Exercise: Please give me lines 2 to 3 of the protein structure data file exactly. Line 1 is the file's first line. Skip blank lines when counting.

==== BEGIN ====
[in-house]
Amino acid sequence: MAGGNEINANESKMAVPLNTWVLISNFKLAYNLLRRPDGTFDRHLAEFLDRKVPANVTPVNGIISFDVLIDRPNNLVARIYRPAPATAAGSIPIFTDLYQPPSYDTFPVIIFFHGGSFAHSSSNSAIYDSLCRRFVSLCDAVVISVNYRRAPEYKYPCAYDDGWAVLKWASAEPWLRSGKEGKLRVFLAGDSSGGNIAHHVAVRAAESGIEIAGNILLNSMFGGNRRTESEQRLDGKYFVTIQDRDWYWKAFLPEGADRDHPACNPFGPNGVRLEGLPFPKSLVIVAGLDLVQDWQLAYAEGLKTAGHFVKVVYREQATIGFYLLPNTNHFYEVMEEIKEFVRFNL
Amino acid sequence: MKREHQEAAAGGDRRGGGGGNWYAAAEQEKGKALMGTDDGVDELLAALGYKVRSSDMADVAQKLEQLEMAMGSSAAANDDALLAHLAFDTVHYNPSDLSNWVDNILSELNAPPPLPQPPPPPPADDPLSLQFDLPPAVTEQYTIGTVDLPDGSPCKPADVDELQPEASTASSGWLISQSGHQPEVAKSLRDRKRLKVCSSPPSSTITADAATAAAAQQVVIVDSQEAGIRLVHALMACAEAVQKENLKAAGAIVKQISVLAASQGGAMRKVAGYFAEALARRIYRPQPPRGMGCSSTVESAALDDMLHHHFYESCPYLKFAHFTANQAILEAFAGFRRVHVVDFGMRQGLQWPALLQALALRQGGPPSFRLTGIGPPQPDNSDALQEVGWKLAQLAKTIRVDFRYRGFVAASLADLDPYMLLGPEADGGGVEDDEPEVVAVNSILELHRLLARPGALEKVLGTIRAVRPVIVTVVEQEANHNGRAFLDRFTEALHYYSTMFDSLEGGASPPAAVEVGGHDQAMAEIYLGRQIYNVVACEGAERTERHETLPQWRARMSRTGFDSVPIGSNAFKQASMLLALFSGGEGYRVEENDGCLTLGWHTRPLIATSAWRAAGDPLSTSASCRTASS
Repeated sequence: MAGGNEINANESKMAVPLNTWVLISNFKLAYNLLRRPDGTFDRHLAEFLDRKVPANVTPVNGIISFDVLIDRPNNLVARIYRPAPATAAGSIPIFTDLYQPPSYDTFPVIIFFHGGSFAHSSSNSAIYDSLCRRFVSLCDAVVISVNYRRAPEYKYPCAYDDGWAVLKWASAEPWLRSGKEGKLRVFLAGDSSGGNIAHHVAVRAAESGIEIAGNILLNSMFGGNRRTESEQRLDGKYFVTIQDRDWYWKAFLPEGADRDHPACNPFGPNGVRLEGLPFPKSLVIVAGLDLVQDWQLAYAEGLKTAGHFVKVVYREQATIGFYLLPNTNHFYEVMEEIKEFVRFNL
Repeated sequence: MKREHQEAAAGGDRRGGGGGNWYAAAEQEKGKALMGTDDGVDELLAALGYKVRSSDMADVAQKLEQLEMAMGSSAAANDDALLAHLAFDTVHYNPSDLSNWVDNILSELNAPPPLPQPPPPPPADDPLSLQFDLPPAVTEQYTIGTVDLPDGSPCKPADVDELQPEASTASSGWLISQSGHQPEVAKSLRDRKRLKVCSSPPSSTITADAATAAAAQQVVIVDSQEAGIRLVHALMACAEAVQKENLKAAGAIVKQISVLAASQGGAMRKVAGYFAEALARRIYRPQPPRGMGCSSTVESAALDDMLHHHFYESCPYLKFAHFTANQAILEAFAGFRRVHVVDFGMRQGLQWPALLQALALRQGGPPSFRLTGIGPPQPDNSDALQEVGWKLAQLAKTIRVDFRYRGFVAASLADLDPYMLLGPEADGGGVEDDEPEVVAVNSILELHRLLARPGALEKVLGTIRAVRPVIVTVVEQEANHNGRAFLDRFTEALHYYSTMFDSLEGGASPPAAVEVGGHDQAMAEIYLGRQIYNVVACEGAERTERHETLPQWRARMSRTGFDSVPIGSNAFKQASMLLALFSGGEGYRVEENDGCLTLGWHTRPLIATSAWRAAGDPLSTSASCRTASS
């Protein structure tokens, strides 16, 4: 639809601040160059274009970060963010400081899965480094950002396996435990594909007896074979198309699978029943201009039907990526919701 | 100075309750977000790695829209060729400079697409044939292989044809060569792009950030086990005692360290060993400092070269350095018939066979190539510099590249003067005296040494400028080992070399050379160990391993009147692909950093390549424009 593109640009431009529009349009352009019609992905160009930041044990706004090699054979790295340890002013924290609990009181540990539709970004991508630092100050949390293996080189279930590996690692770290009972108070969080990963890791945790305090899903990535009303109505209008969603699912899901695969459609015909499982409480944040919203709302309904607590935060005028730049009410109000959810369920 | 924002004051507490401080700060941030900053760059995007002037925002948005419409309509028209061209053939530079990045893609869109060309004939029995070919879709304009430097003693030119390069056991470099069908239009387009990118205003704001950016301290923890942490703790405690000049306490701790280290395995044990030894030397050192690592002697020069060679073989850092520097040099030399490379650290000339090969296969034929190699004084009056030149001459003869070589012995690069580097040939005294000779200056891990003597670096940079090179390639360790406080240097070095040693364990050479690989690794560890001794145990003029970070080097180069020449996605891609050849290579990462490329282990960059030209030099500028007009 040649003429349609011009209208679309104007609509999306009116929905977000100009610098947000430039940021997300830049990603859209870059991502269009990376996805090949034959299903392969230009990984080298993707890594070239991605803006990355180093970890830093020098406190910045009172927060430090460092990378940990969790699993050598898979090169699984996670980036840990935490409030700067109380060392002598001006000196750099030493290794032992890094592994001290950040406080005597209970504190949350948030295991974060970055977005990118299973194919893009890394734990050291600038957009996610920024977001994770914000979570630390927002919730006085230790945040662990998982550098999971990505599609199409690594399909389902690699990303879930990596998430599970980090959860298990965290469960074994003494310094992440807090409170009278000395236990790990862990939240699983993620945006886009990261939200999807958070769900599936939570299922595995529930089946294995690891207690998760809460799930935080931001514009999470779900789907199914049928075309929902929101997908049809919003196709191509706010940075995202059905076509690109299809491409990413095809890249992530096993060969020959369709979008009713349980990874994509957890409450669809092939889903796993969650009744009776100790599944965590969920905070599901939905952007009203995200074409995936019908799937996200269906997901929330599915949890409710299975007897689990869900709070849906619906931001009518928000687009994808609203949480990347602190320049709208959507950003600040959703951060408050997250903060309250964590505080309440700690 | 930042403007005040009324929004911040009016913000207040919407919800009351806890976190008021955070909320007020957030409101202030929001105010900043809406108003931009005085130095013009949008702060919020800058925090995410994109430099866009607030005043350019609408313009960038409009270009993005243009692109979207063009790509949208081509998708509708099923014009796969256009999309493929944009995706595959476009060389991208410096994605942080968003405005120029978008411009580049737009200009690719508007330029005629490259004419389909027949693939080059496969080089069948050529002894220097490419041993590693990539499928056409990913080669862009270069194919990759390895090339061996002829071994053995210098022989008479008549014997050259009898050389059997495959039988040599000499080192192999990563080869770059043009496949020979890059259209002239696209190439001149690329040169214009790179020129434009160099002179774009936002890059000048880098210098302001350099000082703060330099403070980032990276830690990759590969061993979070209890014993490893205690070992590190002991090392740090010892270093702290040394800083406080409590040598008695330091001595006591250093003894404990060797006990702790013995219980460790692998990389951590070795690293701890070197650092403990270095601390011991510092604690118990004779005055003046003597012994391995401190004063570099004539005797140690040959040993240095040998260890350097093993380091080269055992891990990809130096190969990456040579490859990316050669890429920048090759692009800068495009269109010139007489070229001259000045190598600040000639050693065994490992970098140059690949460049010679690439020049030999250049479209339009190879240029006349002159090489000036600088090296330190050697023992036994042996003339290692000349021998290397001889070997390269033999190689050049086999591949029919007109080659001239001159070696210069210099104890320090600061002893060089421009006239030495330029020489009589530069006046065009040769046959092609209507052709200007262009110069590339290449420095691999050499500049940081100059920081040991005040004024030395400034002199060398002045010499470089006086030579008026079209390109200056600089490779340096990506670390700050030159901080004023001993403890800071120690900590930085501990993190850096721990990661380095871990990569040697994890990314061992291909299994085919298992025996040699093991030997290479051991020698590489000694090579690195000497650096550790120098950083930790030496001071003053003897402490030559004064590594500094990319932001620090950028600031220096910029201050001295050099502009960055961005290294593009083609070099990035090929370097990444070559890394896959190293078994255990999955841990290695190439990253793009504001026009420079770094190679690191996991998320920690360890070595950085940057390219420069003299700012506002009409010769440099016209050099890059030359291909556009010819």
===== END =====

Amino acid sequence: MAGGNEINANESKMAVPLNTWVLISNFKLAYNLLRRPDGTFDRHLAEFLDRKVPANVTPVNGIISFDVLIDRPNNLVARIYRPAPATAAGSIPIFTDLYQPPSYDTFPVIIFFHGGSFAHSSSNSAIYDSLCRRFVSLCDAVVISVNYRRAPEYKYPCAYDDGWAVLKWASAEPWLRSGKEGKLRVFLAGDSSGGNIAHHVAVRAAESGIEIAGNILLNSMFGGNRRTESEQRLDGKYFVTIQDRDWYWKAFLPEGADRDHPACNPFGPNGVRLEGLPFPKSLVIVAGLDLVQDWQLAYAEGLKTAGHFVKVVYREQATIGFYLLPNTNHFYEVMEEIKEFVRFNL
Amino acid sequence: MKREHQEAAAGGDRRGGGGGNWYAAAEQEKGKALMGTDDGVDELLAALGYKVRSSDMADVAQKLEQLEMAMGSSAAANDDALLAHLAFDTVHYNPSDLSNWVDNILSELNAPPPLPQPPPPPPADDPLSLQFDLPPAVTEQYTIGTVDLPDGSPCKPADVDELQPEASTASSGWLISQSGHQPEVAKSLRDRKRLKVCSSPPSSTITADAATAAAAQQVVIVDSQEAGIRLVHALMACAEAVQKENLKAAGAIVKQISVLAASQGGAMRKVAGYFAEALARRIYRPQPPRGMGCSSTVESAALDDMLHHHFYESCPYLKFAHFTANQAILEAFAGFRRVHVVDFGMRQGLQWPALLQALALRQGGPPSFRLTGIGPPQPDNSDALQEVGWKLAQLAKTIRVDFRYRGFVAASLADLDPYMLLGPEADGGGVEDDEPEVVAVNSILELHRLLARPGALEKVLGTIRAVRPVIVTVVEQEANHNGRAFLDRFTEALHYYSTMFDSLEGGASPPAAVEVGGHDQAMAEIYLGRQIYNVVACEGAERTERHETLPQWRARMSRTGFDSVPIGSNAFKQASMLLALFSGGEGYRVEENDGCLTLGWHTRPLIATSAWRAAGDPLSTSASCRTASS